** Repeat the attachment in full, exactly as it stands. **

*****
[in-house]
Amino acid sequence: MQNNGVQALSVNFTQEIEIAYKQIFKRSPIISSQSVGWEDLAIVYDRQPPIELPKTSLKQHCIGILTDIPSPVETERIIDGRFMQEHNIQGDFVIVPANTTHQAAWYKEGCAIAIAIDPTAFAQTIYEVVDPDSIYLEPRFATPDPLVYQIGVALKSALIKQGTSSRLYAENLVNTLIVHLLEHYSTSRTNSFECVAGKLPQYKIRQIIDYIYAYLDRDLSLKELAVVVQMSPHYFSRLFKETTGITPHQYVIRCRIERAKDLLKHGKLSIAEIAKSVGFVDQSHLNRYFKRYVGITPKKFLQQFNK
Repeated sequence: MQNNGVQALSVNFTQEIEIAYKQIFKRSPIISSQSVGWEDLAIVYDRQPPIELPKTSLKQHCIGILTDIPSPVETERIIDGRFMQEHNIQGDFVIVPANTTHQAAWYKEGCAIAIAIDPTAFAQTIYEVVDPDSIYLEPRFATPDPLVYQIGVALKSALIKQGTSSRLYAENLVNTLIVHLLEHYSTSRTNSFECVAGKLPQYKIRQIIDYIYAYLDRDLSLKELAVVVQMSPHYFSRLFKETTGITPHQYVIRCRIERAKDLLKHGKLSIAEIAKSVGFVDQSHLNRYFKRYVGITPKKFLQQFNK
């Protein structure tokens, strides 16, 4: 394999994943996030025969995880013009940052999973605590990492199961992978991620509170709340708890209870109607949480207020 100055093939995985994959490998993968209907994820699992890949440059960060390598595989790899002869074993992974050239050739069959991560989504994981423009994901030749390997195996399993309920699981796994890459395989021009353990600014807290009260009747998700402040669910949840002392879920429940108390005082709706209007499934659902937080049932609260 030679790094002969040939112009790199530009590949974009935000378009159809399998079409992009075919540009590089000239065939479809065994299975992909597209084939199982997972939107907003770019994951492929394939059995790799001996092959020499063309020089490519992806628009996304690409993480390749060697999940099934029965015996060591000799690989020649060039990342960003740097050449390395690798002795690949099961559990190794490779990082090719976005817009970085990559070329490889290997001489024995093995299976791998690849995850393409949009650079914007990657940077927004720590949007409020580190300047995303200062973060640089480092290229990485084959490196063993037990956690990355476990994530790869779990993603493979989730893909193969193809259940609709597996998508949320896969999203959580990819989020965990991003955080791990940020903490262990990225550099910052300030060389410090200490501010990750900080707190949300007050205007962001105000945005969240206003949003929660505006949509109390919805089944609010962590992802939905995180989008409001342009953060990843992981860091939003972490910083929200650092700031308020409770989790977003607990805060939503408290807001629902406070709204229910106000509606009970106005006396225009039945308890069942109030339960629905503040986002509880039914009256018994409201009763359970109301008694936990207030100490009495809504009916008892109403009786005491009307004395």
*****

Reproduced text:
[in-house]
Amino acid sequence: MQNNGVQALSVNFTQEIEIAYKQIFKRSPIISSQSVGWEDLAIVYDRQPPIELPKTSLKQHCIGILTDIPSPVETERIIDGRFMQEHNIQGDFVIVPANTTHQAAWYKEGCAIAIAIDPTAFAQTIYEVVDPDSIYLEPRFATPDPLVYQIGVALKSALIKQGTSSRLYAENLVNTLIVHLLEHYSTSRTNSFECVAGKLPQYKIRQIIDYIYAYLDRDLSLKELAVVVQMSPHYFSRLFKETTGITPHQYVIRCRIERAKDLLKHGKLSIAEIAKSVGFVDQSHLNRYFKRYVGITPKKFLQQFNK
Repeated sequence: MQNNGVQALSVNFTQEIEIAYKQIFKRSPIISSQSVGWEDLAIVYDRQPPIELPKTSLKQHCIGILTDIPSPVETERIIDGRFMQEHNIQGDFVIVPANTTHQAAWYKEGCAIAIAIDPTAFAQTIYEVVDPDSIYLEPRFATPDPLVYQIGVALKSALIKQGTSSRLYAENLVNTLIVHLLEHYSTSRTNSFECVAGKLPQYKIRQIIDYIYAYLDRDLSLKELAVVVQMSPHYFSRLFKETTGITPHQYVIRCRIERAKDLLKHGKLSIAEIAKSVGFVDQSHLNRYFKRYVGITPKKFLQQFNK
């Protein structure tokens, strides 16, 4: 394999994943996030025969995880013009940052999973605590990492199961992978991620509170709340708890209870109607949480207020 100055093939995985994959490998993968209907994820699992890949440059960060390598595989790899002869074993992974050239050739069959991560989504994981423009994901030749390997195996399993309920699981796994890459395989021009353990600014807290009260009747998700402040669910949840002392879920429940108390005082709706209007499934659902937080049932609260 030679790094002969040939112009790199530009590949974009935000378009159809399998079409992009075919540009590089000239065939479809065994299975992909597209084939199982997972939107907003770019994951492929394939059995790799001996092959020499063309020089490519992806628009996304690409993480390749060697999940099934029965015996060591000799690989020649060039990342960003740097050449390395690798002795690949099961559990190794490779990082090719976005817009970085990559070329490889290997001489024995093995299976791998690849995850393409949009650079914007990657940077927004720590949007409020580190300047995303200062973060640089480092290229990485084959490196063993037990956690990355476990994530790869779990993603493979989730893909193969193809259940609709597996998508949320896969999203959580990819989020965990991003955080791990940020903490262990990225550099910052300030060389410090200490501010990750900080707190949300007050205007962001105000945005969240206003949003929660505006949509109390919805089944609010962590992802939905995180989008409001342009953060990843992981860091939003972490910083929200650092700031308020409770989790977003607990805060939503408290807001629902406070709204229910106000509606009970106005006396225009039945308890069942109030339960629905503040986002509880039914009256018994409201009763359970109301008694936990207030100490009495809504009916008892109403009786005491009307004395």